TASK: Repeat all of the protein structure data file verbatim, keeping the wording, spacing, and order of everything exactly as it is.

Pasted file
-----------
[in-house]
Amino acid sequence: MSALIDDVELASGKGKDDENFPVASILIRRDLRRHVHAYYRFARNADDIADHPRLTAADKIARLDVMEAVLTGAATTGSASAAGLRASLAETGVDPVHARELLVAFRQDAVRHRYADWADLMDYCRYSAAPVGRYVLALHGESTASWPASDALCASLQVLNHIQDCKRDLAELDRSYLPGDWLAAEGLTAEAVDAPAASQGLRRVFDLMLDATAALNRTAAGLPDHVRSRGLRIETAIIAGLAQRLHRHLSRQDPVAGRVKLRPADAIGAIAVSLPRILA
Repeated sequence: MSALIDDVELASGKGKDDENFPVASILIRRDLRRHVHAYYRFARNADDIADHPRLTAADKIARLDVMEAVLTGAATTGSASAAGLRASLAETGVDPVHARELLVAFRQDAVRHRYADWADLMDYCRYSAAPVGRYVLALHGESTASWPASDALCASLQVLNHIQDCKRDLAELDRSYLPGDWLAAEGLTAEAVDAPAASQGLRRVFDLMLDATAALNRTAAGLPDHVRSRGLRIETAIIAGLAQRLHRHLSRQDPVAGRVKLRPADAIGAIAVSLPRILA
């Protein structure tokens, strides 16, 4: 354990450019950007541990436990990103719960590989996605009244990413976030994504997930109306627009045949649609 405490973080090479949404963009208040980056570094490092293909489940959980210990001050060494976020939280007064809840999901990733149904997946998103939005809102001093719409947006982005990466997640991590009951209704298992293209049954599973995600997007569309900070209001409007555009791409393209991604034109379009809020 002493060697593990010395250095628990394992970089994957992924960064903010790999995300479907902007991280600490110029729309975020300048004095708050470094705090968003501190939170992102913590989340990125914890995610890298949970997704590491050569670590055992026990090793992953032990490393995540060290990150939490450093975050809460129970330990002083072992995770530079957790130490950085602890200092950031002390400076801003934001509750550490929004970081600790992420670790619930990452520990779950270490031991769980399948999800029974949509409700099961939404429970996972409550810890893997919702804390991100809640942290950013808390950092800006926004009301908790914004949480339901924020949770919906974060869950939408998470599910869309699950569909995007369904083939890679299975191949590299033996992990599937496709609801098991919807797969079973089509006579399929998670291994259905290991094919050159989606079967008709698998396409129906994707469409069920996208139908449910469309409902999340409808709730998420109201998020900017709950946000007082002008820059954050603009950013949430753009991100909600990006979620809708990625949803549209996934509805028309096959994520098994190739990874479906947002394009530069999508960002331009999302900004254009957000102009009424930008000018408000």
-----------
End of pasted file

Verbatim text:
[in-house]
Amino acid sequence: MSALIDDVELASGKGKDDENFPVASILIRRDLRRHVHAYYRFARNADDIADHPRLTAADKIARLDVMEAVLTGAATTGSASAAGLRASLAETGVDPVHARELLVAFRQDAVRHRYADWADLMDYCRYSAAPVGRYVLALHGESTASWPASDALCASLQVLNHIQDCKRDLAELDRSYLPGDWLAAEGLTAEAVDAPAASQGLRRVFDLMLDATAALNRTAAGLPDHVRSRGLRIETAIIAGLAQRLHRHLSRQDPVAGRVKLRPADAIGAIAVSLPRILA
Repeated sequence: MSALIDDVELASGKGKDDENFPVASILIRRDLRRHVHAYYRFARNADDIADHPRLTAADKIARLDVMEAVLTGAATTGSASAAGLRASLAETGVDPVHARELLVAFRQDAVRHRYADWADLMDYCRYSAAPVGRYVLALHGESTASWPASDALCASLQVLNHIQDCKRDLAELDRSYLPGDWLAAEGLTAEAVDAPAASQGLRRVFDLMLDATAALNRTAAGLPDHVRSRGLRIETAIIAGLAQRLHRHLSRQDPVAGRVKLRPADAIGAIAVSLPRILA
């Protein structure tokens, strides 16, 4: 354990450019950007541990436990990103719960590989996605009244990413976030994504997930109306627009045949649609 405490973080090479949404963009208040980056570094490092293909489940959980210990001050060494976020939280007064809840999901990733149904997946998103939005809102001093719409947006982005990466997640991590009951209704298992293209049954599973995600997007569309900070209001409007555009791409393209991604034109379009809020 002493060697593990010395250095628990394992970089994957992924960064903010790999995300479907902007991280600490110029729309975020300048004095708050470094705090968003501190939170992102913590989340990125914890995610890298949970997704590491050569670590055992026990090793992953032990490393995540060290990150939490450093975050809460129970330990002083072992995770530079957790130490950085602890200092950031002390400076801003934001509750550490929004970081600790992420670790619930990452520990779950270490031991769980399948999800029974949509409700099961939404429970996972409550810890893997919702804390991100809640942290950013808390950092800006926004009301908790914004949480339901924020949770919906974060869950939408998470599910869309699950569909995007369904083939890679299975191949590299033996992990599937496709609801098991919807797969079973089509006579399929998670291994259905290991094919050159989606079967008709698998396409129906994707469409069920996208139908449910469309409902999340409808709730998420109201998020900017709950946000007082002008820059954050603009950013949430753009991100909600990006979620809708990625949803549209996934509805028309096959994520098994190739990874479906947002394009530069999508960002331009999302900004254009957000102009009424930008000018408000």